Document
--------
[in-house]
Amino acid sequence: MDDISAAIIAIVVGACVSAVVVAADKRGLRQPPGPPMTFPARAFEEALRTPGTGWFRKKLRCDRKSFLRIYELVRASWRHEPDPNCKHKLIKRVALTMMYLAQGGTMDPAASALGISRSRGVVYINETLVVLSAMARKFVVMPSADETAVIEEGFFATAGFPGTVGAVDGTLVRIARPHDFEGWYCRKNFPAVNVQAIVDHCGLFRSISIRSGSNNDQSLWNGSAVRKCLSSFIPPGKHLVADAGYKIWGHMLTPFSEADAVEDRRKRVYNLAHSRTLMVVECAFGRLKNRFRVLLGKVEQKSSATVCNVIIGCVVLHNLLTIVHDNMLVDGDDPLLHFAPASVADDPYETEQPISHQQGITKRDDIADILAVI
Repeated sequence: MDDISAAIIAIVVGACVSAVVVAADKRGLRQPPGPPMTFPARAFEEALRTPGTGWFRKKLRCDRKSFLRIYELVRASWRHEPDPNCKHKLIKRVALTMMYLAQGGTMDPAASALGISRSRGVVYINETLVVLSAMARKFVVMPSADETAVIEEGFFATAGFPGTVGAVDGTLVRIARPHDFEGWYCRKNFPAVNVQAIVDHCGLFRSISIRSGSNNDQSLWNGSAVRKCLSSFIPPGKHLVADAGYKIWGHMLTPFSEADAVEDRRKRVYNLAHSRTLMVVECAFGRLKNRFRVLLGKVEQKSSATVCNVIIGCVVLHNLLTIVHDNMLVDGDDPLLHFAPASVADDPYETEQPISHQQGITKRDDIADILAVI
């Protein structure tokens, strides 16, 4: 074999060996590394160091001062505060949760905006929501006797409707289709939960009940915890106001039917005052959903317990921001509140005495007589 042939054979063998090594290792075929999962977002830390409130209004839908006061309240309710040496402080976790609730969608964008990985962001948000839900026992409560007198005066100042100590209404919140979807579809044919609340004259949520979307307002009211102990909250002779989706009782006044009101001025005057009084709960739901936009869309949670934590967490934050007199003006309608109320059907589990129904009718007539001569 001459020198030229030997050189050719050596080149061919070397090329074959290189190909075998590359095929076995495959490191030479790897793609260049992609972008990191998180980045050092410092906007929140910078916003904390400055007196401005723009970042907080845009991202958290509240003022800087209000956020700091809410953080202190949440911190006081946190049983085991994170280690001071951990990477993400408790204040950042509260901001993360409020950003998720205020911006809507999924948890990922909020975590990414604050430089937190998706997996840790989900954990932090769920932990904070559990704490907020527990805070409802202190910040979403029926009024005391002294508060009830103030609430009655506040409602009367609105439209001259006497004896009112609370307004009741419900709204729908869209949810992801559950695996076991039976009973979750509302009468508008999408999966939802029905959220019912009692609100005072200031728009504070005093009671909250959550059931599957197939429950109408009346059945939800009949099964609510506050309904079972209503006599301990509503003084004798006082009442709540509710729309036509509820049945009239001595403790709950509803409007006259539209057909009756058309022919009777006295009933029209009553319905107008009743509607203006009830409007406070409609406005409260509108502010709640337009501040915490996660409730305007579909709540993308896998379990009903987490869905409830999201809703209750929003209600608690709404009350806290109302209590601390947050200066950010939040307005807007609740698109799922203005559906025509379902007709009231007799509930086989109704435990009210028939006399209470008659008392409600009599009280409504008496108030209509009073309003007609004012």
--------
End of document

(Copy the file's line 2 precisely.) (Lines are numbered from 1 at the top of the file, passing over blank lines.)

Amino acid sequence: MDDISAAIIAIVVGACVSAVVVAADKRGLRQPPGPPMTFPARAFEEALRTPGTGWFRKKLRCDRKSFLRIYELVRASWRHEPDPNCKHKLIKRVALTMMYLAQGGTMDPAASALGISRSRGVVYINETLVVLSAMARKFVVMPSADETAVIEEGFFATAGFPGTVGAVDGTLVRIARPHDFEGWYCRKNFPAVNVQAIVDHCGLFRSISIRSGSNNDQSLWNGSAVRKCLSSFIPPGKHLVADAGYKIWGHMLTPFSEADAVEDRRKRVYNLAHSRTLMVVECAFGRLKNRFRVLLGKVEQKSSATVCNVIIGCVVLHNLLTIVHDNMLVDGDDPLLHFAPASVADDPYETEQPISHQQGITKRDDIADILAVI